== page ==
More than a dozen abortion providers filed a lawsuit Friday in the U.S. District Court for the Western District of Texas challenging two key aspects of a controversial Texas antiabortion law, which limits access to both surgical and medication abortions in the state.
The lawsuit seeks to strike down new requirements that abortion doctors must have admitting privileges at a hospital within 30 miles of their clinic and that all abortions must take place in surgical centers, rather than allowing women take abortion medication at home, on the grounds that these restrictions impose an unconstitutional burden on a woman's right to terminate a pregnancy.
"If the medication abortion restrictions and admitting privileges requirement are allowed to take effect on October 29, more than one-third of the state’s licensed abortion facilities will be forced to stop offering abortions altogether, eliminating services entirely in Fort Worth, Harlingen, Killeen, Lubbock, McAllen, and Waco," the complaint states. "Other facilities will be forced to decrease the number of abortions they provide."
Noting that "at least 1 in 12 women will have to travel more than 100 miles to obtain abortion care" if the law goes into effect, the complaint adds, "These requirements, individually and taken together, violate the constitutional rights guaranteed to both Plaintiffs and their patients by the Fourteenth Amendment to the United States Constitution."
The challenge -- lodged on behalf of 10 abortion clinics and three of their doctors -- was jointly filed by the American Civil Liberties Union, the ACLU of Texas, Planned Parenthood Federation of America, the Center for Reproductive Rights, and the Texas-based law firm George Brothers Kincaid & Horton.
The lawsuit does not challenge another provision in the law banning abortions after 20 weeks, which enjoys broader public support than other abortion restrictions. That restriction is currently under litigation in federal court in Arizona and state court in Georgia.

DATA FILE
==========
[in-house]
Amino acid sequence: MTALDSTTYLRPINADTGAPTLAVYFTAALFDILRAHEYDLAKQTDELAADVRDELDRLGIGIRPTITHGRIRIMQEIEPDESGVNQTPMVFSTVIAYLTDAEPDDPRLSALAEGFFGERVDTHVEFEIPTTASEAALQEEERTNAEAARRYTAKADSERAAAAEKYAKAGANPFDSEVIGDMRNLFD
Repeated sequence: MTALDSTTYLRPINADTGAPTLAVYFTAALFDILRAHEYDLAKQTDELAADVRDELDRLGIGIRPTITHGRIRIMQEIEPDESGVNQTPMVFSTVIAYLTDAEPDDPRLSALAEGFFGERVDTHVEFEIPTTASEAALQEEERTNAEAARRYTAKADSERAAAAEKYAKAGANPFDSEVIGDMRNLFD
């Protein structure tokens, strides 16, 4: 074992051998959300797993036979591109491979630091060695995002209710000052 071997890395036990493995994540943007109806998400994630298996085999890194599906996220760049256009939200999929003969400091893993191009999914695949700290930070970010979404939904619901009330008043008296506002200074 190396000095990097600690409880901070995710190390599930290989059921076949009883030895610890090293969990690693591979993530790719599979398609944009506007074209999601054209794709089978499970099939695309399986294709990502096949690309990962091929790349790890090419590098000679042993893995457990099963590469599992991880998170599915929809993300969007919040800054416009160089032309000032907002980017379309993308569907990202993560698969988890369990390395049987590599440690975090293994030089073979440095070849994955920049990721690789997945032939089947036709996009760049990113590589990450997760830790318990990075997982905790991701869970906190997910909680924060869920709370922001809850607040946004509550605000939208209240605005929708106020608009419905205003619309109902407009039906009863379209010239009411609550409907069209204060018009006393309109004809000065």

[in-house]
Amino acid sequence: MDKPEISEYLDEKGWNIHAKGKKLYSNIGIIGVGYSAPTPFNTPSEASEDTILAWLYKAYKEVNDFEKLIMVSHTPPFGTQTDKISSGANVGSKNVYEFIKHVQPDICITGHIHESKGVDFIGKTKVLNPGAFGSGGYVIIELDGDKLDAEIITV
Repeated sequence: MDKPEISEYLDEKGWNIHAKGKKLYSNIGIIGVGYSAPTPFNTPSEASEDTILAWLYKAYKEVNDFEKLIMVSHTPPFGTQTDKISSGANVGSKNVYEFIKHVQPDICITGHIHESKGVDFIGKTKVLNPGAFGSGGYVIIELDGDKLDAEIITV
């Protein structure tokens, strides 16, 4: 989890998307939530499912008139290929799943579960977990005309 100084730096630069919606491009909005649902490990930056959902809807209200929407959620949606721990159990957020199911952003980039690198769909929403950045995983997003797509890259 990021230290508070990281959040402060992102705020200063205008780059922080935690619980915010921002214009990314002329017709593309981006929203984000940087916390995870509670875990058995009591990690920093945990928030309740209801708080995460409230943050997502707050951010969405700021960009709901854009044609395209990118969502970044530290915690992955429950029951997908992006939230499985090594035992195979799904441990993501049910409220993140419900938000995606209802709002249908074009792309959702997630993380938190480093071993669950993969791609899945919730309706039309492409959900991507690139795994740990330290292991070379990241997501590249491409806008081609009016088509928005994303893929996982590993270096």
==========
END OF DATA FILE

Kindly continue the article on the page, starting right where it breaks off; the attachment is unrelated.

"We are challenging the things that have the most drastic effect, the quickest," said Jennifer Dalven, who directs the ACLU's Reproductive Freedom Project, in an interview, adding that the admitting privileges requirement alone could close a third of Texas' 36 abortion clinics.
Marjorie Dannenfelser, president of the anti-abortion political action committee Susan B. Anthony List, accused Planned Parenthood and its allies as "seeking to undo health and safety standards aimed at protecting women."
Elizabeth Graham, executive director of Texas Right to Life, said the fact that the groups are not challenging the 20-week ban shows "the abortion industry is signaling some major losses when House Bill 2 is properly implemented."
Dalven said advocates may challenge another provision of the Texas law, requiring clinics to undertake costly building upgrades to put them in compliance with other ambulatory surgical clinics, but those regulations will not take effect until September 2014 and have not been finalized.
"This isn’t the end of the story," she said.
The fight over Texas's abortion law garnered widespread attention this summer, when state Sen. Wendy Davis (D) waged a lengthy filibuster that temporarily blocked the bill's passage. Davis ultimately failed from keeping the proposal from becoming law, but she has capitalized on the publicity surrounding that fight to lay the groundwork for a gubernatorial bid in Texas, which she plans to formally launch Oct. 3.
"Politicians are interfering with the personal medical decisions of women who already have the least access to birth control and preventive health care," said Cecile Richards, president of Planned Parenthood Federation of America, said in a statement.
Texas attorney general Greg Abbott, who is named in the lawsuit, could not be reached immediately for comment Friday morning.